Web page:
Author(s): Gibson PG, Dolovich J, Denburg J, Ramsdale EH, Hargreave FE
Abstract Share this page
Abstract Sputum cell-counts were studied in 7 non-smokers with corticosteroid-responsive chronic cough productive of sputum and 8 smokers with a clinical diagnosis of chronic bronchitis, all of whom had normal lung function tests and methacholine airway responsiveness, and in 10 non-smokers with asthma, examined during an exacerbation. Sputum from asthmatic patients and subjects with corticosteroid-responsive cough contained eosinophils and metachromatic cells. Macrophages were by far the dominant cell type in sputum from subjects with chronic bronchitis. Airway inflammation with eosinophils and metachromatic cells is not always accompanied by increased airway responsiveness, and current definitions of obstructive airways disease may need to be revised.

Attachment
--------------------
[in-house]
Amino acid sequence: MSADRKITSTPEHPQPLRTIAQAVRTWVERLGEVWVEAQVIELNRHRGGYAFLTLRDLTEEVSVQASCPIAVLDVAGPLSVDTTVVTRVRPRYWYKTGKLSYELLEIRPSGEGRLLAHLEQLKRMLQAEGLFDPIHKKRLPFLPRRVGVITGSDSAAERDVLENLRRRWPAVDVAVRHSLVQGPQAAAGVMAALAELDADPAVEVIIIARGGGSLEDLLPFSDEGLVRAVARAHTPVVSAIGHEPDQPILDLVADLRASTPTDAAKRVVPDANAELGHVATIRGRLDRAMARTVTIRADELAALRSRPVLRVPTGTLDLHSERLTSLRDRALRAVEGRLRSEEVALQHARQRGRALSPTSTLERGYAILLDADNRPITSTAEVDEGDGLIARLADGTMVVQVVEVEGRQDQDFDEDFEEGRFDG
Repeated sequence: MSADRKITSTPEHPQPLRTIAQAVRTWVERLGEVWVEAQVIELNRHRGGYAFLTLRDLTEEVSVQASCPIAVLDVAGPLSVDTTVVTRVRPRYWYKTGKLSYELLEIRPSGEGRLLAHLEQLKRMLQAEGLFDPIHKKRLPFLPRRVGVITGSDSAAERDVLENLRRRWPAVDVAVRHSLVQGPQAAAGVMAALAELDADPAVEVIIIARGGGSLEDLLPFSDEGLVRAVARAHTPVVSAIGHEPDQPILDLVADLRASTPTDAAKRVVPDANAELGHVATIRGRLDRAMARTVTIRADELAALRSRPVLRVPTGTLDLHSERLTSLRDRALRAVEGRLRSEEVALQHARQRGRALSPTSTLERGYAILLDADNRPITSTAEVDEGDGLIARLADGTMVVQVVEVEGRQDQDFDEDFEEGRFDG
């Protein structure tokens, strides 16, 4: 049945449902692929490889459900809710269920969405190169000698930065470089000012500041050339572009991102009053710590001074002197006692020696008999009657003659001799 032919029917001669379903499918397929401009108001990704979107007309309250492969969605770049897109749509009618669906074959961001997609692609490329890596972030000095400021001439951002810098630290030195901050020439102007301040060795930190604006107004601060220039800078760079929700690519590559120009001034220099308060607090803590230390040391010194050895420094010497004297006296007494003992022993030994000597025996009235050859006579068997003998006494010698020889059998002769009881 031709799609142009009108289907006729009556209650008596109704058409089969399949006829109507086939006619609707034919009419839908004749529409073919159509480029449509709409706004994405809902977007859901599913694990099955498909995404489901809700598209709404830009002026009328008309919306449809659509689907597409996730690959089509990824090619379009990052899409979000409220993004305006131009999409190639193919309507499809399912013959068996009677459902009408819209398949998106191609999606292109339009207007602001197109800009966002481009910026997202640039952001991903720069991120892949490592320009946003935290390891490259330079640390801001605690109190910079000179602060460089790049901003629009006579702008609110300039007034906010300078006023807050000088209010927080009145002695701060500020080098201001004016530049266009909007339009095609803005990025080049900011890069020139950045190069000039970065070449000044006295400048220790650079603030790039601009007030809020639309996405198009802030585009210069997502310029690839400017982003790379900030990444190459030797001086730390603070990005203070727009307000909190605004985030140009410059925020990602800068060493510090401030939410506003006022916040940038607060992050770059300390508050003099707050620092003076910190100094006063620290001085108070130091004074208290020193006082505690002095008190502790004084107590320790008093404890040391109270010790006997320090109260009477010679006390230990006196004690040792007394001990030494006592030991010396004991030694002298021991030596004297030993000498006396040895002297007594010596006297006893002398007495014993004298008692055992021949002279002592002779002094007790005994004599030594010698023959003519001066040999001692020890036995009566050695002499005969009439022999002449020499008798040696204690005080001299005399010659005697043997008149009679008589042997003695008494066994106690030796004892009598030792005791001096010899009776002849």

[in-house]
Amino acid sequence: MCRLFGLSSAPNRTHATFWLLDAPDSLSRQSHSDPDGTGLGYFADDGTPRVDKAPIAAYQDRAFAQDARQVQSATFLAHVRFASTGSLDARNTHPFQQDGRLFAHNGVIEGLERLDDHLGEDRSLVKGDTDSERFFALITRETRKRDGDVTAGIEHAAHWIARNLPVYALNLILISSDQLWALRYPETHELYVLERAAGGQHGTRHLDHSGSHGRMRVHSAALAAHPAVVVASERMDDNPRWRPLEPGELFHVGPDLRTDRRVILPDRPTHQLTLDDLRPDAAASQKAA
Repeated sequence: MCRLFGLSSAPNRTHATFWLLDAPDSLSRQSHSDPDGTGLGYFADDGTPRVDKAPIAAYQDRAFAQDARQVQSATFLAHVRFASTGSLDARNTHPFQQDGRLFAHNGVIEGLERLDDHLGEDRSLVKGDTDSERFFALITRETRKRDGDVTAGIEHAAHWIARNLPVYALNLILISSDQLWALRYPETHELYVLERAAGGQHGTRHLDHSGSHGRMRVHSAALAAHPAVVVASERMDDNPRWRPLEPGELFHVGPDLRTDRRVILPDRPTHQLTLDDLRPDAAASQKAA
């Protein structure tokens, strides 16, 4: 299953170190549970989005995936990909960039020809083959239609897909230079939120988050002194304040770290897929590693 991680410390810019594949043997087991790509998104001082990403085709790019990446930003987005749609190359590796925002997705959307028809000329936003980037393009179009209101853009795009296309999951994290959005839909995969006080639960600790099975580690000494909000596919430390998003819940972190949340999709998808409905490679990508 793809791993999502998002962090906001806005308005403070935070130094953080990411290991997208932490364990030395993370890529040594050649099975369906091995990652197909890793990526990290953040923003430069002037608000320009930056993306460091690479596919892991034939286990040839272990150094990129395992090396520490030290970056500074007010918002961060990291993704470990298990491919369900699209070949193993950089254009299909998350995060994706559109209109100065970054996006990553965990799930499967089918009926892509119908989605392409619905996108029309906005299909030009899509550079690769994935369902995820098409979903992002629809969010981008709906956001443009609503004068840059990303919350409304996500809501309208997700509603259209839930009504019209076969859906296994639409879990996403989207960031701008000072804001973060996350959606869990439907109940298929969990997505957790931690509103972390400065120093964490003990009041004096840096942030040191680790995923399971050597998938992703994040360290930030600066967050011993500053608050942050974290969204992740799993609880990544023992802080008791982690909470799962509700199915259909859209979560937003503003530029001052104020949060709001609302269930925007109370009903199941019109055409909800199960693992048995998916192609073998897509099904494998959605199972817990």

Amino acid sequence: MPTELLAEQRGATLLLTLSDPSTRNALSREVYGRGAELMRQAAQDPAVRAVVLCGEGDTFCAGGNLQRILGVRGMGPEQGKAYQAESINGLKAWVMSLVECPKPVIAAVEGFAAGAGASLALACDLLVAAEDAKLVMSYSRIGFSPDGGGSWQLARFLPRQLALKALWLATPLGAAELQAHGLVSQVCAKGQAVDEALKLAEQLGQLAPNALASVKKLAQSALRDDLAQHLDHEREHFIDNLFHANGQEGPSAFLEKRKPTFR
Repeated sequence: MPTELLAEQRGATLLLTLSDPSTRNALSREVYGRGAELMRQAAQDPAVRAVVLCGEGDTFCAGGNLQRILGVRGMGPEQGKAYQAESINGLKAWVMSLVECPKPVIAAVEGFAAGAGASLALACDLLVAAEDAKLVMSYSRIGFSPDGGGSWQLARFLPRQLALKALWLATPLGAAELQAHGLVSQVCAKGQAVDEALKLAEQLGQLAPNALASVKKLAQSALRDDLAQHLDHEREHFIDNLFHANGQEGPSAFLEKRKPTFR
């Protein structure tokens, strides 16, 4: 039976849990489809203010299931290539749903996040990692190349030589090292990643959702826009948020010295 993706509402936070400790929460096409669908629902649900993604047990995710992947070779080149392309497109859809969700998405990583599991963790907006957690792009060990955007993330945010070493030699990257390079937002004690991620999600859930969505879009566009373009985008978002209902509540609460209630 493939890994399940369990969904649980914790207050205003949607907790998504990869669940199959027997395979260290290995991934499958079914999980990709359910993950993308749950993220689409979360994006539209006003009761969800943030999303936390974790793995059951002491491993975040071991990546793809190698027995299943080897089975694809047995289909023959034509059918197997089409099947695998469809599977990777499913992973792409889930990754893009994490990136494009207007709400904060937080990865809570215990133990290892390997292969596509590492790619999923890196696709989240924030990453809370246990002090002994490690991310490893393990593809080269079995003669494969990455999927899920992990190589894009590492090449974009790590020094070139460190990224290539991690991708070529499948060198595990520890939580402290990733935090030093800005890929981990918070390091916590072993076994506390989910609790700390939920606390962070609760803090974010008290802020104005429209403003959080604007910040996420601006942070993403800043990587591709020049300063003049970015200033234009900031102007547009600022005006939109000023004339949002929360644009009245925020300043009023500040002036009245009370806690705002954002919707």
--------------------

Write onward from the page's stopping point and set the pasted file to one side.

This article was published in Lancet
and referenced in Journal of Genetic Syndromes & Gene Therapy